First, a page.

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F1 | Mercedes: “We pushed the package and our drivers too far, we are putting them into significant discomfort and we simply can’t do that again”

James Vowles Motorsport Strategy Director at Mercedes revealed the key issues of proposing and bouncing on the W13 that the teams have experienced throughout the season while addressing the severe discomfort it has had on Lewis Hamilton and George Russell.

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F1 | Mercedes: “We pushed the package and our drivers too far, we are putting them into significant discomfort and we simply can’t do that again”
Fuente imagen: MercedesAMGF1

Mercedes delivered a strong result in Baku for the Azerbaijan Grand Prix, their third 3-4 of the season, but it came at a cost with a significant amount of porpoising and a new issue arose, bouncing that caused discomfort for their drivers, especially for Lewis Hamilton. While a number of F1 drivers on the grid have expressed concerns over the effects of proposing under the new 2022 regulations, Mercedes appear to be struggling the most with managing the problem.

James Vowles, Motorsport Strategy Director, at Mercedes dove into the specifics of the porpoising issue along with other key setbacks that the team is experiencing during the 2022 season.

With eight races on a variety of circuits having been completed so far on the F1 schedule, Vowels reveals that each track affects the porpoising differently.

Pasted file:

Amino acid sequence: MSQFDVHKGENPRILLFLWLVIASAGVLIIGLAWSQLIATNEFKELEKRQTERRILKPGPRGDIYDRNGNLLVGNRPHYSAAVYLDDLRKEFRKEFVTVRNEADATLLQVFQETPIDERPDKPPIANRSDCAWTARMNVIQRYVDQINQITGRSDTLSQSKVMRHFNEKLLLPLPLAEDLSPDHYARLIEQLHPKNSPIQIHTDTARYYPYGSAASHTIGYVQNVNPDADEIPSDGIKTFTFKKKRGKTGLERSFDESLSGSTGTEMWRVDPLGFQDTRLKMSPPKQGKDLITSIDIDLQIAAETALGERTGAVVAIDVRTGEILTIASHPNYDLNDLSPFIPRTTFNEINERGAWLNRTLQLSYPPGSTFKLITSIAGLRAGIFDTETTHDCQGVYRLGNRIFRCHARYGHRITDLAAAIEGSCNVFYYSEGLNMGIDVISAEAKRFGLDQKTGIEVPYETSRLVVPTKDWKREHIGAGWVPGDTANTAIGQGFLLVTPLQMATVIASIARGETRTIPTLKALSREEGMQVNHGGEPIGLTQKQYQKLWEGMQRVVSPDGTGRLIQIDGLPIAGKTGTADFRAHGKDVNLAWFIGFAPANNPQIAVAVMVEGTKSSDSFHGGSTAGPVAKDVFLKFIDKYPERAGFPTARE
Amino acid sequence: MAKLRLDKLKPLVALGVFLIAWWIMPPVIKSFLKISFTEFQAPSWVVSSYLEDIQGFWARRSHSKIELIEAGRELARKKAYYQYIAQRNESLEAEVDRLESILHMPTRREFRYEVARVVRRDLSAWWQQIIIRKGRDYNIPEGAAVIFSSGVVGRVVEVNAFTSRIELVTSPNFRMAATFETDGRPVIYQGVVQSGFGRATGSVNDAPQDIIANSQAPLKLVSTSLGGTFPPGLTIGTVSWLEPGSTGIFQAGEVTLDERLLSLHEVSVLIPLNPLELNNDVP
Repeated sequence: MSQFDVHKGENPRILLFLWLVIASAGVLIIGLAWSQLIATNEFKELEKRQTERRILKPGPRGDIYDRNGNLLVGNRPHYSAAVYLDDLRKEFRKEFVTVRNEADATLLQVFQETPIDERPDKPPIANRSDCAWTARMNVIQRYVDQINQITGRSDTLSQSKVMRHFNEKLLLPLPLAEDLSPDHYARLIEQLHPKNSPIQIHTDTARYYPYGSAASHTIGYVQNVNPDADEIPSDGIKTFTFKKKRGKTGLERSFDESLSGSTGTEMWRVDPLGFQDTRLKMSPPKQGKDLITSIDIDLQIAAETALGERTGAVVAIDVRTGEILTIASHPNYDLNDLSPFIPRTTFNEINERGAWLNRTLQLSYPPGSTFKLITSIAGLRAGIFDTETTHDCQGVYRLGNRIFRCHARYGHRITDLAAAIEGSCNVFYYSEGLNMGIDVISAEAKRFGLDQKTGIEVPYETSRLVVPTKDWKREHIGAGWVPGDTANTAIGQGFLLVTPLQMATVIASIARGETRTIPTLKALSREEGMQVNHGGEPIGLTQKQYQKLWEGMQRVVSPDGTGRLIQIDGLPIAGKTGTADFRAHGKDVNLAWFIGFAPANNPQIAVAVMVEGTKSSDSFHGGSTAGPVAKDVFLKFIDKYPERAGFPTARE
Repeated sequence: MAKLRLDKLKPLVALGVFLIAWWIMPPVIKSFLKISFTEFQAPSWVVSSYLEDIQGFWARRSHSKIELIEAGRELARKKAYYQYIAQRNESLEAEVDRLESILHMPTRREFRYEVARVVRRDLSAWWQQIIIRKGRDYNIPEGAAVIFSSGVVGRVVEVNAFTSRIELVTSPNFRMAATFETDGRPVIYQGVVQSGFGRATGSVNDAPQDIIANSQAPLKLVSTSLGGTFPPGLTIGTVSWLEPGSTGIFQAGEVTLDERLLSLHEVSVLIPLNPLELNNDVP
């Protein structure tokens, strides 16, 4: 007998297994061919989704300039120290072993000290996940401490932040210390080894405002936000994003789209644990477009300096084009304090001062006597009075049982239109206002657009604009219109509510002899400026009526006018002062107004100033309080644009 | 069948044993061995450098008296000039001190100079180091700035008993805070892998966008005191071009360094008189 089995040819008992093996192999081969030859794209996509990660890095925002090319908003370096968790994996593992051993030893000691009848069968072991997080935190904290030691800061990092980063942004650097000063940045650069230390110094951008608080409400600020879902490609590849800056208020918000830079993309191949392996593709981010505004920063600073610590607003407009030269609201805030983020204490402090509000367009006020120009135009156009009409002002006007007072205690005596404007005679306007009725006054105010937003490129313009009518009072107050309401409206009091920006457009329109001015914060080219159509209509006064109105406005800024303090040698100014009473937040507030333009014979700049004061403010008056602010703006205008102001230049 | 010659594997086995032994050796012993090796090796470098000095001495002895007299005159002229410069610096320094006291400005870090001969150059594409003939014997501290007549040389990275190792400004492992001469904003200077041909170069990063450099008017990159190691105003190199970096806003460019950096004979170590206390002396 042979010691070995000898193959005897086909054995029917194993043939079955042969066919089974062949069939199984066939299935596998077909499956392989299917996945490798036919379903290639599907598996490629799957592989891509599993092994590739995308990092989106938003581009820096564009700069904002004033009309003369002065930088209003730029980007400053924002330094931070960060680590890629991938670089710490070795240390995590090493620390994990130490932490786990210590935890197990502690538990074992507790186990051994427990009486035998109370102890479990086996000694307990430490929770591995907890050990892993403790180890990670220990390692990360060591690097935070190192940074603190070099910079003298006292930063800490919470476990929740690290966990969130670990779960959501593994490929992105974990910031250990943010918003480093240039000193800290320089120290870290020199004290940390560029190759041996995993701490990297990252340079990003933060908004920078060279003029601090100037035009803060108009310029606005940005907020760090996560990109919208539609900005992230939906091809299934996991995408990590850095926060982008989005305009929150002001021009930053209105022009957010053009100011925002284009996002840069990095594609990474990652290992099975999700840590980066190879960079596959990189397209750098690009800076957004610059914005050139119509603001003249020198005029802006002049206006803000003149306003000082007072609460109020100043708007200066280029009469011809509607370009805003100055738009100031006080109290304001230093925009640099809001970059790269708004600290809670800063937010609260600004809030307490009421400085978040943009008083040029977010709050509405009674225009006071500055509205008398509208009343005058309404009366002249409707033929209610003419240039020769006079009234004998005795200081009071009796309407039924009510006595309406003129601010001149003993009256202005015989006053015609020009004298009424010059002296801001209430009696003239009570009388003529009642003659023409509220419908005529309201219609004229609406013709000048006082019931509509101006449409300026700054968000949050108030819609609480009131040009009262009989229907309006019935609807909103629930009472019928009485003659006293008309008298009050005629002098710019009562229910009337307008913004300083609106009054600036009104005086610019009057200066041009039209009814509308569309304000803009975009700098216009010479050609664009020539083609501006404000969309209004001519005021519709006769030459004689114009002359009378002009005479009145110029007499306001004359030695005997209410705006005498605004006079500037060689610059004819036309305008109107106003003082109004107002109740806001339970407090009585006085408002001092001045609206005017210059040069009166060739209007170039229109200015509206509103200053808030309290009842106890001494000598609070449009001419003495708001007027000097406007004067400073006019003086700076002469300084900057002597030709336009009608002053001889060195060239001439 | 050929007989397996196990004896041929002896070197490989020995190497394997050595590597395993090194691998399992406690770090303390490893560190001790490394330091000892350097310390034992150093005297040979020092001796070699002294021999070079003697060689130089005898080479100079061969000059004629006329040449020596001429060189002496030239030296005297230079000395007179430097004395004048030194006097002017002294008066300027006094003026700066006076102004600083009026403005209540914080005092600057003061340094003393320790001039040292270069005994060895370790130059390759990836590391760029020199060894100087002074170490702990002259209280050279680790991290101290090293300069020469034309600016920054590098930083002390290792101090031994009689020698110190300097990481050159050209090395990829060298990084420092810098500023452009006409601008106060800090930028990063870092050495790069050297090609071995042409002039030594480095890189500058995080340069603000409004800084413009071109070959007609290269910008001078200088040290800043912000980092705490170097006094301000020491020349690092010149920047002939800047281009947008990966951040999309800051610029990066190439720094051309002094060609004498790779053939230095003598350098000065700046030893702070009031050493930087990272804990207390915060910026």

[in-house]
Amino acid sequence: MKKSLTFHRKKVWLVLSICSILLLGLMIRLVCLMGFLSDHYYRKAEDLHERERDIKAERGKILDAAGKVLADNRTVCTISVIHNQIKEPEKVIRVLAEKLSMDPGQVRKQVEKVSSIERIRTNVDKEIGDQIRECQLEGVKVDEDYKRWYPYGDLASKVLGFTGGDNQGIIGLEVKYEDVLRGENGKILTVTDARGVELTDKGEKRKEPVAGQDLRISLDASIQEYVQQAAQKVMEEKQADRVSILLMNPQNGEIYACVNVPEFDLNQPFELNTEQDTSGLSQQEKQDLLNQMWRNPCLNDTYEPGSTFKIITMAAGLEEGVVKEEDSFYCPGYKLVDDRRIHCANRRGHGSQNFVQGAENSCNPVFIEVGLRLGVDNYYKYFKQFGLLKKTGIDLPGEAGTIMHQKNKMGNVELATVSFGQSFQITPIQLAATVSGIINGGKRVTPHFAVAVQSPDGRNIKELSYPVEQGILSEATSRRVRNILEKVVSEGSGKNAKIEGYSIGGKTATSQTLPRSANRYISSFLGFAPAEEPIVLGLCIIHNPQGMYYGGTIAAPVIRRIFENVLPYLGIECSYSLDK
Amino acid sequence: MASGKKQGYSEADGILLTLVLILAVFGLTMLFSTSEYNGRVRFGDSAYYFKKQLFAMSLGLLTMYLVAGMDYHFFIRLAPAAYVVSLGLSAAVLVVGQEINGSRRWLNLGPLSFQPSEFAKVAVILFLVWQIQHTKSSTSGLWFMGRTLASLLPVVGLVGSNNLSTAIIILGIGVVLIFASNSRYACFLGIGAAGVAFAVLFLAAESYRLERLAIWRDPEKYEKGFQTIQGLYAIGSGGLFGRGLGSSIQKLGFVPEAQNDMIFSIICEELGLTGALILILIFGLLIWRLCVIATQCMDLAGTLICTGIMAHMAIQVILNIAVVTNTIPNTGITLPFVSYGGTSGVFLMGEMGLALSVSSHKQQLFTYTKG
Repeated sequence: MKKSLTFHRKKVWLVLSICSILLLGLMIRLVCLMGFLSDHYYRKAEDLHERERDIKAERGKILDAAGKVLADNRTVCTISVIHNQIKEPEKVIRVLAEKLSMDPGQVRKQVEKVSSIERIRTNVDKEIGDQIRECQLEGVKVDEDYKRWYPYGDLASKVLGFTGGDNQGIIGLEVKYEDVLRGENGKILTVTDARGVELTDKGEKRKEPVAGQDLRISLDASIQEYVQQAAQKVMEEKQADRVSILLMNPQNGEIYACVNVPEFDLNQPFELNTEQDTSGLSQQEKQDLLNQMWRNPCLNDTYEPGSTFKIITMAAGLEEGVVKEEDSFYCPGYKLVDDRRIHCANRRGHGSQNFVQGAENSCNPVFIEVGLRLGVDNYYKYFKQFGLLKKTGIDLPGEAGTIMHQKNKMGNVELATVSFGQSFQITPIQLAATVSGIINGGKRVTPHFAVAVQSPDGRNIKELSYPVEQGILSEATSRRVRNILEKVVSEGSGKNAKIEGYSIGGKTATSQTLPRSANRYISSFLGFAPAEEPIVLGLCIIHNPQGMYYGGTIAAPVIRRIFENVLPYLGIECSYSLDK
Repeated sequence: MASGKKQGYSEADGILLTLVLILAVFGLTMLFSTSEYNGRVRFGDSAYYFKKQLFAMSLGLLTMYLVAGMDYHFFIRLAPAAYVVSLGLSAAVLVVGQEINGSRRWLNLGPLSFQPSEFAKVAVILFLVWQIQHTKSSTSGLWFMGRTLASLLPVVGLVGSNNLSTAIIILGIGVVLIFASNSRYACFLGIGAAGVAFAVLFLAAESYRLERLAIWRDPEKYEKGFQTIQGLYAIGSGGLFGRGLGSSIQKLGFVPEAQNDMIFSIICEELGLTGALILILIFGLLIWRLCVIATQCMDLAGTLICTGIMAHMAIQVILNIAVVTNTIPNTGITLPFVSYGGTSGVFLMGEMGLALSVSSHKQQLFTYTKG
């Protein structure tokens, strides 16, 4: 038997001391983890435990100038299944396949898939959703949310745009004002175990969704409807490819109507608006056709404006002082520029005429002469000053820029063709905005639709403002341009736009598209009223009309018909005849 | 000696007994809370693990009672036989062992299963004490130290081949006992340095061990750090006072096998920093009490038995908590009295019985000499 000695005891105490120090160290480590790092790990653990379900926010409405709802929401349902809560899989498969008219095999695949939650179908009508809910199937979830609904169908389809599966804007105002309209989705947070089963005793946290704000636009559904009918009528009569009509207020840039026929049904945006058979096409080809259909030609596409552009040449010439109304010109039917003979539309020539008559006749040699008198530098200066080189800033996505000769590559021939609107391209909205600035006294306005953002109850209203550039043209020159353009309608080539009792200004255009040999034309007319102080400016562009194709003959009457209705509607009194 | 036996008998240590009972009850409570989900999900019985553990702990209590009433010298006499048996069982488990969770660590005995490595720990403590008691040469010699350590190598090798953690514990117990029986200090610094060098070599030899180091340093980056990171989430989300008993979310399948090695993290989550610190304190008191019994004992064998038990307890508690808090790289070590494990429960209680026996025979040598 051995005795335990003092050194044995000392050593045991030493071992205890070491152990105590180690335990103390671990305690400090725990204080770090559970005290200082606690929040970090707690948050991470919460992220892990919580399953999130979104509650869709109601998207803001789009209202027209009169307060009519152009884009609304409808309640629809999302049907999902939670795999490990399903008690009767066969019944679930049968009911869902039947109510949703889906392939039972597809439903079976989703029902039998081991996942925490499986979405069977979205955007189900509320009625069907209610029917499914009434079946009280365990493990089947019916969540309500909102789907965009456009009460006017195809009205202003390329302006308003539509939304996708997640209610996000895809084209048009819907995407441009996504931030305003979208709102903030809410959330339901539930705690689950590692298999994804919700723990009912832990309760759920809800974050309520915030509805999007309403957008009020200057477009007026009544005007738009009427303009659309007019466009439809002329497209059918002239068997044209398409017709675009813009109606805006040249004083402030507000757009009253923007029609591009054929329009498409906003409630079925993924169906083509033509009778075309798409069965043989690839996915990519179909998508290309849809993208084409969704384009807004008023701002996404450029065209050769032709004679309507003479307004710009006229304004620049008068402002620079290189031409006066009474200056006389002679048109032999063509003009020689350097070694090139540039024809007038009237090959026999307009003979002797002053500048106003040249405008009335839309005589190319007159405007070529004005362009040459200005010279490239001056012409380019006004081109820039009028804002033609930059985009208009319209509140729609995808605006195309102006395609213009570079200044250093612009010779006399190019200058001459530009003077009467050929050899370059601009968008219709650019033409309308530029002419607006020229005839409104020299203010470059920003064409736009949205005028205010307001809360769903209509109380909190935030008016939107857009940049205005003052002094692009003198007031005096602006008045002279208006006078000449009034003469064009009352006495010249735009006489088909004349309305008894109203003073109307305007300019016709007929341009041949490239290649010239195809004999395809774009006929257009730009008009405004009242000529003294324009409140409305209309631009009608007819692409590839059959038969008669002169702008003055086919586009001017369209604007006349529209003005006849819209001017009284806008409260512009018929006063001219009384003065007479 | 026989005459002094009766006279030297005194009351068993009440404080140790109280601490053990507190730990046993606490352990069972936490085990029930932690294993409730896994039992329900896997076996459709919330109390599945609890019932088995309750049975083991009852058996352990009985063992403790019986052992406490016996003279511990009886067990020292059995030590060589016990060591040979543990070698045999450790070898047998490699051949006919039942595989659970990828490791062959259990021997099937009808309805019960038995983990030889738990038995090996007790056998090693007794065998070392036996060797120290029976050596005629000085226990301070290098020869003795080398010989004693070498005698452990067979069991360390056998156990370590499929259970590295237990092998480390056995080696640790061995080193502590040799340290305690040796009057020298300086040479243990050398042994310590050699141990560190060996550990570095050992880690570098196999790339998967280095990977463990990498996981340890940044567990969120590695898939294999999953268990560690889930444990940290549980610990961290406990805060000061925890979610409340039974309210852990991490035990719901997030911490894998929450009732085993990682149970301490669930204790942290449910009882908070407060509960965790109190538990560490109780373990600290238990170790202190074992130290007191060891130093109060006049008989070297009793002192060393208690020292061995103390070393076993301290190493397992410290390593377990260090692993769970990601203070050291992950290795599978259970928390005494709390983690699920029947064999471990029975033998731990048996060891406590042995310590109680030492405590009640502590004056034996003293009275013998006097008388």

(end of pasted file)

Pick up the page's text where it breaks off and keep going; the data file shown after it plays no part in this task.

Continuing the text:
“There is definitely a track by track element and it’s a function of how smooth the tarmac is and the layout of the circuit. I would say Baku certainly of the circuits we’ve had so far is on the worse end of it and conversely Barcelona probably on the better end of it. So, those two circuits definitely will highlight the strengths and weaknesses of the package. 

Vowels emphasized how important it is to distinguish the differences between porpoising, bouncing, and bottoming in understanding the issues Mercedes is experiencing with their W13. 

“But it’s also worth putting a little bit of time into explaining porpoising, bouncing, bottoming – three words possibly being spoken a lot with a little bit of association of being the same thing but they are not quite. 

“We definitely suffered porpoising in the earlier races and in Barcelona we didn’t and we’ve made a tremendous amount of effort on our package to make sure that we tried our best to resolve it and I am confident we’ve made a step.

George Russell managed to score his second podium of the season for Mercedes in Barcelona, while Hamilton finished fifth. A strong effort by the Brackley-based team that centered around making changes to the aerodynamics on the W13. However, in the last two races in Monaco and Baku, a new issue resurfaced that involves bouncing.       

“In Barcelona the car was stable, robust and we could lower it and that’s the key, we managed to create a package were aerodynamically we were able to work with it a lot more, we could work with setup and we could drop the cars in terms of ride height producing performance.

“Come now to Monaco and to Baku, what that unfortunately uncovered is a second issue that was being masked by the first. 

“I’m confident we’ve made a step forward in terms of porpoising but we very clearly have bouncing and to the outside it looks almost identical, but there is a subtle difference between the two.